Having lived in multiple locations, including Pune, India, where she was born, Chicago, Phoenix, and now Detroit, Vedpathak’s practice is deeply inspired by her physical environment and she often draws from the natural world. Recently, however, she has started to incorporate architectural elements of the cityscape that surrounds her, referencing the abandoned structures and peeling paint of a city in constant flux, where widespread urban decay is undergoing a slow renewal.

Through her work, Vedpathak addresses contemporary social themes, including politics, cultural identity and economic disparity, yet, like Sohan Qadri, she also considers larger spiritual themes, exploring ideas of transformation and the cyclical nature of life.


Joseph Peller, ‘Evening, Brooklyn Bound’, 2020, pastel on paper. Photo: ACA Galleries

ACA Galleries is exhibiting ‘Track Work: 100 Years of New York’s Subway’, through March 14, 2020.

The subway as a subject has captured the artist’s imagination since its beginnings. A symbol of modern progress, the subway is a great unifier; the ultimate democracy where people from different boroughs, classes, races, and ethnicities come together for the same fare and experience.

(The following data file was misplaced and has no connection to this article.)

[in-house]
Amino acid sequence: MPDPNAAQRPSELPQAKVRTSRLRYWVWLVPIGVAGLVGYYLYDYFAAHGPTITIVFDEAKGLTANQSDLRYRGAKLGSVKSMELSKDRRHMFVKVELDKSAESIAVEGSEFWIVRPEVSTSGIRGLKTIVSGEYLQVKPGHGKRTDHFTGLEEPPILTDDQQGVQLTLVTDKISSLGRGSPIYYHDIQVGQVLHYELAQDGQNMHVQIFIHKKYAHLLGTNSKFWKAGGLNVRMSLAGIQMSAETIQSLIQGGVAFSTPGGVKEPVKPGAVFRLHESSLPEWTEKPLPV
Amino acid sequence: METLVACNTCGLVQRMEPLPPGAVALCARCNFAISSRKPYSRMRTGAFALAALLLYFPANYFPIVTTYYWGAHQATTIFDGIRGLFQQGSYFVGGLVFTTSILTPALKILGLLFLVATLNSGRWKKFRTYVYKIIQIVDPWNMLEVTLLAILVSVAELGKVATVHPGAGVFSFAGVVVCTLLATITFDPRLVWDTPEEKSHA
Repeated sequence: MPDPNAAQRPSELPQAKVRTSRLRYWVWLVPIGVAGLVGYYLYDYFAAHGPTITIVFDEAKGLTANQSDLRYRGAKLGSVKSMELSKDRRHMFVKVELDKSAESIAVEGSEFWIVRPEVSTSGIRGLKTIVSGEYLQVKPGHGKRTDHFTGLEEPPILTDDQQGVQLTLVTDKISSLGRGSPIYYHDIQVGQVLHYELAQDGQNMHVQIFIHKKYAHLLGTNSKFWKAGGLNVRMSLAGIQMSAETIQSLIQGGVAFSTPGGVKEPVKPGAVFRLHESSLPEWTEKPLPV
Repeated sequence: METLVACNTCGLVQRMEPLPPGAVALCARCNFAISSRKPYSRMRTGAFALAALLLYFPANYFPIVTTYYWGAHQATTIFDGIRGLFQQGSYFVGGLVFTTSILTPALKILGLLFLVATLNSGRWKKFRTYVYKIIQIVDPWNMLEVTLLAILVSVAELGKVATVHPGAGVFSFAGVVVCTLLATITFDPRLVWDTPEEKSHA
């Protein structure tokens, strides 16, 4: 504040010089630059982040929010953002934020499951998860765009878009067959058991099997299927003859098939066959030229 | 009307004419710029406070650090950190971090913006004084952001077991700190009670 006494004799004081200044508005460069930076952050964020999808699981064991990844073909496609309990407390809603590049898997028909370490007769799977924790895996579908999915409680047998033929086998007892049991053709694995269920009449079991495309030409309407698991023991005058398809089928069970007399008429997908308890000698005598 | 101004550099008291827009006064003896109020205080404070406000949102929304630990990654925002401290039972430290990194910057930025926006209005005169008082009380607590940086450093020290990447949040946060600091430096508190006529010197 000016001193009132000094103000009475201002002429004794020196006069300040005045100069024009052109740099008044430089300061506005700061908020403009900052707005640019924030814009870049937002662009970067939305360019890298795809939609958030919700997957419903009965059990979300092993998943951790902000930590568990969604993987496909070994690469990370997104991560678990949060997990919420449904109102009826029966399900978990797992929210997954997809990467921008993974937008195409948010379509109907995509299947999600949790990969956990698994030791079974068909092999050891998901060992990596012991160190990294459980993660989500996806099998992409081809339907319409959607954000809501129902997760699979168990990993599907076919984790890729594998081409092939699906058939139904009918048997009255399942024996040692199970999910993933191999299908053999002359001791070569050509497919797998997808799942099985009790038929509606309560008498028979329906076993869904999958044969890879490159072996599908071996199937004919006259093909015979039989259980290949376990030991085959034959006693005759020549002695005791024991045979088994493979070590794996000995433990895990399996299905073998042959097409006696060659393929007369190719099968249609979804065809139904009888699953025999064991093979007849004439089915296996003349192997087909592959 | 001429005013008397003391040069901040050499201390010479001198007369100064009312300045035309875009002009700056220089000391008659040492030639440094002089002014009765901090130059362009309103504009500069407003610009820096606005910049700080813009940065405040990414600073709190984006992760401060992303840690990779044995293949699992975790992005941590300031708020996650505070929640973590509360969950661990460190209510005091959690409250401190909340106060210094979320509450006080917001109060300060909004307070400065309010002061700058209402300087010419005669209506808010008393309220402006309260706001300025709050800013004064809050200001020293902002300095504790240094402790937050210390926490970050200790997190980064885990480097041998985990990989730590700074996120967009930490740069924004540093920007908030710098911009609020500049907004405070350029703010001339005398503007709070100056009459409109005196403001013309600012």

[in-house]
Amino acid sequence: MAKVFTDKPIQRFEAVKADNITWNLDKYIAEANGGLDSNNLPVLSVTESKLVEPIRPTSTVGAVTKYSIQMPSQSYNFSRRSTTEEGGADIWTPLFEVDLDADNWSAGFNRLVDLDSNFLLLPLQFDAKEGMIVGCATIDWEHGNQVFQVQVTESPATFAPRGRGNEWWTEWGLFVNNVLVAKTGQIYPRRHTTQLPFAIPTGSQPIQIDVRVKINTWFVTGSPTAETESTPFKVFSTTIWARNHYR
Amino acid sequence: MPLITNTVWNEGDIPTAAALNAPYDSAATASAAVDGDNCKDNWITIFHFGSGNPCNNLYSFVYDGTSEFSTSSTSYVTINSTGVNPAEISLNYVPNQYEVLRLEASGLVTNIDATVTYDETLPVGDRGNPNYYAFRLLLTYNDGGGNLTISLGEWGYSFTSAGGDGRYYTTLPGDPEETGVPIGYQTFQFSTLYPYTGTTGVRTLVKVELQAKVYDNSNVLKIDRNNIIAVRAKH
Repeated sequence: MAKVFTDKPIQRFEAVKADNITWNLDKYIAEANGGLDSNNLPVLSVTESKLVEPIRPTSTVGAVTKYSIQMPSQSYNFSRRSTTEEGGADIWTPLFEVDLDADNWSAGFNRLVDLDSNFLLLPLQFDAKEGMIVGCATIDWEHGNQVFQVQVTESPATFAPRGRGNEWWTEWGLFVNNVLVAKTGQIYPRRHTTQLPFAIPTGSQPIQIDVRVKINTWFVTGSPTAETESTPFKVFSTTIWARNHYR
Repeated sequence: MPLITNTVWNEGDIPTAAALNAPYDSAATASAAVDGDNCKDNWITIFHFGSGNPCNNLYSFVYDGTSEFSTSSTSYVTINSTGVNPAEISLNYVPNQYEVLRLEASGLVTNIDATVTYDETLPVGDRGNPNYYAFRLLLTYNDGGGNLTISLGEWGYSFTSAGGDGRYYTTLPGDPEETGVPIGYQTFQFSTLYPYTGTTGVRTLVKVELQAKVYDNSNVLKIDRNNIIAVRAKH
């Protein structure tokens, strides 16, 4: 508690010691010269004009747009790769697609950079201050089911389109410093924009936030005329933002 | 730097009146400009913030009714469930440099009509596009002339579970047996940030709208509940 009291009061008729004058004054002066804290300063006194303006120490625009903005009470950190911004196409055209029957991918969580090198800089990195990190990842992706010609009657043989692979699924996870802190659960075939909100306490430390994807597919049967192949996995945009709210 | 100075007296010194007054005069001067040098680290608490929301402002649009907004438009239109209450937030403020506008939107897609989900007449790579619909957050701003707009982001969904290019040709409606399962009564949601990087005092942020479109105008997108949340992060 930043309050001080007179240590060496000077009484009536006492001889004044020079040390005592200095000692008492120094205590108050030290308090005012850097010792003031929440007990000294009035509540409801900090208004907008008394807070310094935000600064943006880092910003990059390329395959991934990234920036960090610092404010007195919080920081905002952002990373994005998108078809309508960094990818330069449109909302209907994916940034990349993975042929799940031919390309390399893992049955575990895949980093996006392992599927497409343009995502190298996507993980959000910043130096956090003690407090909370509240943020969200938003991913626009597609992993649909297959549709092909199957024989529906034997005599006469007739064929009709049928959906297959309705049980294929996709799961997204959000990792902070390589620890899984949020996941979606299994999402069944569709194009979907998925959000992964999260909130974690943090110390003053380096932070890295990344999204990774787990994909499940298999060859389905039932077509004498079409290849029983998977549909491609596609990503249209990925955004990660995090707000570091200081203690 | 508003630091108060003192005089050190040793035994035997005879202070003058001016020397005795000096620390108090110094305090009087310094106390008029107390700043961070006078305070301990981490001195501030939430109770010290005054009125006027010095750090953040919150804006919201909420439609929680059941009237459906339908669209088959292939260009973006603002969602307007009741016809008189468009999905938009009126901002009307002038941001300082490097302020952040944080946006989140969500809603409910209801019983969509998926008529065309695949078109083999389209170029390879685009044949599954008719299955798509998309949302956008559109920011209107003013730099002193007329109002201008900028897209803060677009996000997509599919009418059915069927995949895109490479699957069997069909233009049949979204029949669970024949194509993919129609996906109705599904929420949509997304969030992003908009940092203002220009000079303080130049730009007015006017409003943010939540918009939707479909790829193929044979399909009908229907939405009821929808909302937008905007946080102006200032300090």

The exhibition showcases an array of artists’ narrative interpretations over the last century and demonstrates how the subway exemplifies the diversity and community that defines New York as a city.

The subway provides dramatic possibilities for non-narrative art which explore the geometries and lines of girders and tracks as well as extreme darkness to bright sunlight.

Artists include Linda Adato, William Behnken, Saul Chase, Howard Cook, Chris “Daze” Ellis, Joseph Golinkin, Steven Katz, Henry Koerner, Greg Lamarche, Martin Lewis, Louis Lozowick, Adriaan Lubbers, Anthony Mitri, Francis Luis Mora, Reginald Marsh, August Mosca, Richard Pantell, Joseph Peller, Alan Petrulis, Phase II, Jack Prudnikov,  Philip Reisman, Doug Safranek, David Schmidlapp, John Sloan, Richard Sloat, Raphael Soyer, Curt Szekessy, Hans Welti and Edmund Yaghjian.